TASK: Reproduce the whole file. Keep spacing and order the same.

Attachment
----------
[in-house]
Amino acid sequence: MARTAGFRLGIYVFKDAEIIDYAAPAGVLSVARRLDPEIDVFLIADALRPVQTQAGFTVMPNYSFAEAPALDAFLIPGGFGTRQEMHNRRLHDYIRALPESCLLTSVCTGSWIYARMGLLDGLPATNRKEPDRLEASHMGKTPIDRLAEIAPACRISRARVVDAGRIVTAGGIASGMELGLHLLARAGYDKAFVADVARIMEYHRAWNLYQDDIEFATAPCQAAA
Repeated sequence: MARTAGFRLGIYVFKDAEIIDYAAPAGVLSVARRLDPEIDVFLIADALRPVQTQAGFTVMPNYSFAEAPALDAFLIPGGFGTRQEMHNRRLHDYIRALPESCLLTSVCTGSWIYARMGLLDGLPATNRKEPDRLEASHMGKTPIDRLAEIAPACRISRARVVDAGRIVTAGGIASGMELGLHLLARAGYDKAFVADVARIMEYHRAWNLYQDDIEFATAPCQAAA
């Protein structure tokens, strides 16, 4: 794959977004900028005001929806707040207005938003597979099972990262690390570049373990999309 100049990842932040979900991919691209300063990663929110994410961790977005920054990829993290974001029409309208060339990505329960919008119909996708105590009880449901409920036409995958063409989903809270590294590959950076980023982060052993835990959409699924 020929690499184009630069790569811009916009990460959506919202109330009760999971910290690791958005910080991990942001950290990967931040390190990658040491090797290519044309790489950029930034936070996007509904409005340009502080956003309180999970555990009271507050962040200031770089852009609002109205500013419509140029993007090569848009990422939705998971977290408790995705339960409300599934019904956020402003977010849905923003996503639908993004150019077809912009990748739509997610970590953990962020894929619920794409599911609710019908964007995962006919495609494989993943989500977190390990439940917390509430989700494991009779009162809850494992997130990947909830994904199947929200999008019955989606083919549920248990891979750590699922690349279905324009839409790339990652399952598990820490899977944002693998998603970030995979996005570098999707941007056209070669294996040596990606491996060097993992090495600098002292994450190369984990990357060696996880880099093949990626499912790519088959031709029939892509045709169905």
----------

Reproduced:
[in-house]
Amino acid sequence: MARTAGFRLGIYVFKDAEIIDYAAPAGVLSVARRLDPEIDVFLIADALRPVQTQAGFTVMPNYSFAEAPALDAFLIPGGFGTRQEMHNRRLHDYIRALPESCLLTSVCTGSWIYARMGLLDGLPATNRKEPDRLEASHMGKTPIDRLAEIAPACRISRARVVDAGRIVTAGGIASGMELGLHLLARAGYDKAFVADVARIMEYHRAWNLYQDDIEFATAPCQAAA
Repeated sequence: MARTAGFRLGIYVFKDAEIIDYAAPAGVLSVARRLDPEIDVFLIADALRPVQTQAGFTVMPNYSFAEAPALDAFLIPGGFGTRQEMHNRRLHDYIRALPESCLLTSVCTGSWIYARMGLLDGLPATNRKEPDRLEASHMGKTPIDRLAEIAPACRISRARVVDAGRIVTAGGIASGMELGLHLLARAGYDKAFVADVARIMEYHRAWNLYQDDIEFATAPCQAAA
């Protein structure tokens, strides 16, 4: 794959977004900028005001929806707040207005938003597979099972990262690390570049373990999309 100049990842932040979900991919691209300063990663929110994410961790977005920054990829993290974001029409309208060339990505329960919008119909996708105590009880449901409920036409995958063409989903809270590294590959950076980023982060052993835990959409699924 020929690499184009630069790569811009916009990460959506919202109330009760999971910290690791958005910080991990942001950290990967931040390190990658040491090797290519044309790489950029930034936070996007509904409005340009502080956003309180999970555990009271507050962040200031770089852009609002109205500013419509140029993007090569848009990422939705998971977290408790995705339960409300599934019904956020402003977010849905923003996503639908993004150019077809912009990748739509997610970590953990962020894929619920794409599911609710019908964007995962006919495609494989993943989500977190390990439940917390509430989700494991009779009162809850494992997130990947909830994904199947929200999008019955989606083919549920248990891979750590699922690349279905324009839409790339990652399952598990820490899977944002693998998603970030995979996005570098999707941007056209070669294996040596990606491996060097993992090495600098002292994450190369984990990357060696996880880099093949990626499912790519088959031709029939892509045709169905």